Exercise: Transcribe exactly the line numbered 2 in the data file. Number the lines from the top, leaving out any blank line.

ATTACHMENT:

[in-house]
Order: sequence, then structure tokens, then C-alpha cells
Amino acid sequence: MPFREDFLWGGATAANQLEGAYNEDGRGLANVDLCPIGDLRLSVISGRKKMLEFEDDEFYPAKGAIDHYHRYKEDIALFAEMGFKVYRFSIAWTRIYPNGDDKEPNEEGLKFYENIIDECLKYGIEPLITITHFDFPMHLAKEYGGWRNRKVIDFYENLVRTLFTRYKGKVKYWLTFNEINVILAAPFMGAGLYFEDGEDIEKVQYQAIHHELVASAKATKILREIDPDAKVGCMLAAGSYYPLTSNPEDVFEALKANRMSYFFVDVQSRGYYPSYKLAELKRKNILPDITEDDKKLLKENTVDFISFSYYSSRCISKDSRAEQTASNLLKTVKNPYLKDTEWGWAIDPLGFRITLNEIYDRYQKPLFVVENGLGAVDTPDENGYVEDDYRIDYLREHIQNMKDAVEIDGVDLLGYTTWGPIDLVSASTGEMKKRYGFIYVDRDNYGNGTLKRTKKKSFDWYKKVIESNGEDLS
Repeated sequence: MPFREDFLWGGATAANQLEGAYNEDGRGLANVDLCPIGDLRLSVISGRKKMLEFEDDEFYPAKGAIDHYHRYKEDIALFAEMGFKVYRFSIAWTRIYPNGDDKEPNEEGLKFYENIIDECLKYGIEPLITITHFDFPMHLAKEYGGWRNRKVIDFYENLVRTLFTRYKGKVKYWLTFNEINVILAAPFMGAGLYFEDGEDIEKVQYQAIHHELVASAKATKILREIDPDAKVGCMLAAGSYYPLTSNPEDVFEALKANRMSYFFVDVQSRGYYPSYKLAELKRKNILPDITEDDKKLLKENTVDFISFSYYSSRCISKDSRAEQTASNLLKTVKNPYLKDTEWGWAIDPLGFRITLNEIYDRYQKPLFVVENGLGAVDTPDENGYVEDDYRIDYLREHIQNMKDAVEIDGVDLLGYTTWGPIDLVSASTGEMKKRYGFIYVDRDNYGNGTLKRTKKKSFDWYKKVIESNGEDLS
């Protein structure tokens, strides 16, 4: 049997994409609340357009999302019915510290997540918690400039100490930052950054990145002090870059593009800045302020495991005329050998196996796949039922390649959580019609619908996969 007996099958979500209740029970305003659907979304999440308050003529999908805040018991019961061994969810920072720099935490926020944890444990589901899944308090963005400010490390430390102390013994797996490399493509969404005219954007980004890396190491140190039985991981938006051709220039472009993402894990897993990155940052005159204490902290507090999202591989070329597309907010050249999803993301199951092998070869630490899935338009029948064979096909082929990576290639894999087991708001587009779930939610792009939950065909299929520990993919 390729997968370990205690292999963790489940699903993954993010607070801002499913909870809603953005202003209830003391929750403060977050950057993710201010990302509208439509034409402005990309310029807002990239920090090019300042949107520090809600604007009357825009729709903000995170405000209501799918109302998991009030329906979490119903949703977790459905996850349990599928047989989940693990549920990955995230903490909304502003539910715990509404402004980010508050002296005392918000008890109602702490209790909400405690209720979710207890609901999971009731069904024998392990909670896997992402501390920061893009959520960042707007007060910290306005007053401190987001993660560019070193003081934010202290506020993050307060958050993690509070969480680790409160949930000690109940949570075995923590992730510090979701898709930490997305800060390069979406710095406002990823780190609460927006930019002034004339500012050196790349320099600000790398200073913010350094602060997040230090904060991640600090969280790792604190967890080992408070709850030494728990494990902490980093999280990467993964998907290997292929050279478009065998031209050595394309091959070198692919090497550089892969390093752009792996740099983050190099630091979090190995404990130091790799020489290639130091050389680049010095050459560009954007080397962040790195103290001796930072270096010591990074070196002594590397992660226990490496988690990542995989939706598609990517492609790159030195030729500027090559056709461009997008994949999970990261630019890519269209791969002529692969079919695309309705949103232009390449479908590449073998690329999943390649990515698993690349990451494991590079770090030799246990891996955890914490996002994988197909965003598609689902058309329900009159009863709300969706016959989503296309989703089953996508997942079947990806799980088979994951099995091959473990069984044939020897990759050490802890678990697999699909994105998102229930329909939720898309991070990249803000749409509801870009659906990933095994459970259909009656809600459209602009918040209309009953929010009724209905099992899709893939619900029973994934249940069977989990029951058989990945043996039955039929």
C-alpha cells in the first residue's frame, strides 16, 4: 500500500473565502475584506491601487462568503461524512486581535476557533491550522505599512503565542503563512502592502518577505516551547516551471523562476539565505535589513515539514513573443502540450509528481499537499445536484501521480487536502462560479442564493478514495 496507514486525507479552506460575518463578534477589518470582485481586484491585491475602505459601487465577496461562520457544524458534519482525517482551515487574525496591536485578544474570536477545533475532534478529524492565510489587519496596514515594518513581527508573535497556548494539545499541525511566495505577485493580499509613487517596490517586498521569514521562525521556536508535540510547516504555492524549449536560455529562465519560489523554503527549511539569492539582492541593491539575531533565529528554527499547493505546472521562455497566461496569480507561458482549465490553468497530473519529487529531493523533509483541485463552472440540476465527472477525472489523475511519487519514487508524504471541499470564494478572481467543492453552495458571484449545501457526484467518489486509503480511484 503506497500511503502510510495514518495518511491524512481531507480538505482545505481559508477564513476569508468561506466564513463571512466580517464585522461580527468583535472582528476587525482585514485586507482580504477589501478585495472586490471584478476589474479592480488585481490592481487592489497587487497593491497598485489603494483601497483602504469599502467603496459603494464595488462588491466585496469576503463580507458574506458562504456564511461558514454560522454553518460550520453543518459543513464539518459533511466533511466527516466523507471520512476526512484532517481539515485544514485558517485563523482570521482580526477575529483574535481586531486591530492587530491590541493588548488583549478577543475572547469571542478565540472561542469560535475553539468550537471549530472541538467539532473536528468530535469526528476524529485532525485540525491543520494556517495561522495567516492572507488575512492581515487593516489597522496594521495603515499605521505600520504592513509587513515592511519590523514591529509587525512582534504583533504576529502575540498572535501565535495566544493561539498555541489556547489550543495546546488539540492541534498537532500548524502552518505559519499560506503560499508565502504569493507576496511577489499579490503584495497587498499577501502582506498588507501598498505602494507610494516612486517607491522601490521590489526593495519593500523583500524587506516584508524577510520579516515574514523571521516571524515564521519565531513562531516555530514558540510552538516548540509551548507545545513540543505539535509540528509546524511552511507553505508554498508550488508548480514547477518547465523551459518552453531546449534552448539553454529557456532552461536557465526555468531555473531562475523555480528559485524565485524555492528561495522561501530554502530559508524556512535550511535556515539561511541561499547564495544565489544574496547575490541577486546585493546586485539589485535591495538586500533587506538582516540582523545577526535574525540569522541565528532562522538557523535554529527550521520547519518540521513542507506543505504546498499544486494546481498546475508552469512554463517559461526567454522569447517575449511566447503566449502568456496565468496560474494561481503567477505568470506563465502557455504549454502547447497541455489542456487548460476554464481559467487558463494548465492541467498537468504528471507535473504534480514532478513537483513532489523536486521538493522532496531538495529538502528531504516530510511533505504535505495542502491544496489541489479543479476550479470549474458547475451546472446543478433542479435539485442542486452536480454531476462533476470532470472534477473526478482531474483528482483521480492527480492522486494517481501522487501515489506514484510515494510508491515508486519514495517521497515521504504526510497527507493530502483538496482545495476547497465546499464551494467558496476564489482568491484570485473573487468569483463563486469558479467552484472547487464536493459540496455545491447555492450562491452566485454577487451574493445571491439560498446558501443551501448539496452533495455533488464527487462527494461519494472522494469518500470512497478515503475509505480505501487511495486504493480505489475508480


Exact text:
Order: sequence, then structure tokens, then C-alpha cells